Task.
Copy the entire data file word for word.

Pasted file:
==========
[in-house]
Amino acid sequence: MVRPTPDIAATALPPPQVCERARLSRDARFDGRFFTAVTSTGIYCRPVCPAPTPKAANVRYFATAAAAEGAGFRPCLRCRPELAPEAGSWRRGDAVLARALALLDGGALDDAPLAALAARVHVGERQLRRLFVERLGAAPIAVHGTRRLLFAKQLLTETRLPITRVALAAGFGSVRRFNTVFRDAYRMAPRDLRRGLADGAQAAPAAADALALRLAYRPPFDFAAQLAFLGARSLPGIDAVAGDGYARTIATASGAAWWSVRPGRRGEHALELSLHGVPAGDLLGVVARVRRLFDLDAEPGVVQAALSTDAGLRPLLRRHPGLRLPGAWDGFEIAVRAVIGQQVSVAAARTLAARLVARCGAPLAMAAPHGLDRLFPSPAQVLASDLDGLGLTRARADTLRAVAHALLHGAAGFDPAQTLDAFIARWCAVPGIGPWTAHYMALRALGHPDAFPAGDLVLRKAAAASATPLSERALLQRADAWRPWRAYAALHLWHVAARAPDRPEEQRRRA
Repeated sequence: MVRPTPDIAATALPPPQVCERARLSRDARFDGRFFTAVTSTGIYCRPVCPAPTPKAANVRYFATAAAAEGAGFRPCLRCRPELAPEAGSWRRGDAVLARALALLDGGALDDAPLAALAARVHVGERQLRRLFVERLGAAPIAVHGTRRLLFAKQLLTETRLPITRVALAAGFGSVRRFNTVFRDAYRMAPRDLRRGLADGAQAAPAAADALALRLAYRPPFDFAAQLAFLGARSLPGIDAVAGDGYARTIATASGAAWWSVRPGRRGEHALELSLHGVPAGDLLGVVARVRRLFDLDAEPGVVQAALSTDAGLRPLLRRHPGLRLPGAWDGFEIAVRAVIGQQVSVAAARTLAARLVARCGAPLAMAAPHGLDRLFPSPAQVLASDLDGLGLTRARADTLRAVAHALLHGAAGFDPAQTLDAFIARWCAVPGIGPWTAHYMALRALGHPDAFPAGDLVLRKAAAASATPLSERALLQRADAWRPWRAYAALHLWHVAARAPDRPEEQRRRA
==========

[in-house]
Amino acid sequence: MVRPTPDIAATALPPPQVCERARLSRDARFDGRFFTAVTSTGIYCRPVCPAPTPKAANVRYFATAAAAEGAGFRPCLRCRPELAPEAGSWRRGDAVLARALALLDGGALDDAPLAALAARVHVGERQLRRLFVERLGAAPIAVHGTRRLLFAKQLLTETRLPITRVALAAGFGSVRRFNTVFRDAYRMAPRDLRRGLADGAQAAPAAADALALRLAYRPPFDFAAQLAFLGARSLPGIDAVAGDGYARTIATASGAAWWSVRPGRRGEHALELSLHGVPAGDLLGVVARVRRLFDLDAEPGVVQAALSTDAGLRPLLRRHPGLRLPGAWDGFEIAVRAVIGQQVSVAAARTLAARLVARCGAPLAMAAPHGLDRLFPSPAQVLASDLDGLGLTRARADTLRAVAHALLHGAAGFDPAQTLDAFIARWCAVPGIGPWTAHYMALRALGHPDAFPAGDLVLRKAAAASATPLSERALLQRADAWRPWRAYAALHLWHVAARAPDRPEEQRRRA
Repeated sequence: MVRPTPDIAATALPPPQVCERARLSRDARFDGRFFTAVTSTGIYCRPVCPAPTPKAANVRYFATAAAAEGAGFRPCLRCRPELAPEAGSWRRGDAVLARALALLDGGALDDAPLAALAARVHVGERQLRRLFVERLGAAPIAVHGTRRLLFAKQLLTETRLPITRVALAAGFGSVRRFNTVFRDAYRMAPRDLRRGLADGAQAAPAAADALALRLAYRPPFDFAAQLAFLGARSLPGIDAVAGDGYARTIATASGAAWWSVRPGRRGEHALELSLHGVPAGDLLGVVARVRRLFDLDAEPGVVQAALSTDAGLRPLLRRHPGLRLPGAWDGFEIAVRAVIGQQVSVAAARTLAARLVARCGAPLAMAAPHGLDRLFPSPAQVLASDLDGLGLTRARADTLRAVAHALLHGAAGFDPAQTLDAFIARWCAVPGIGPWTAHYMALRALGHPDAFPAGDLVLRKAAAASATPLSERALLQRADAWRPWRAYAALHLWHVAARAPDRPEEQRRRA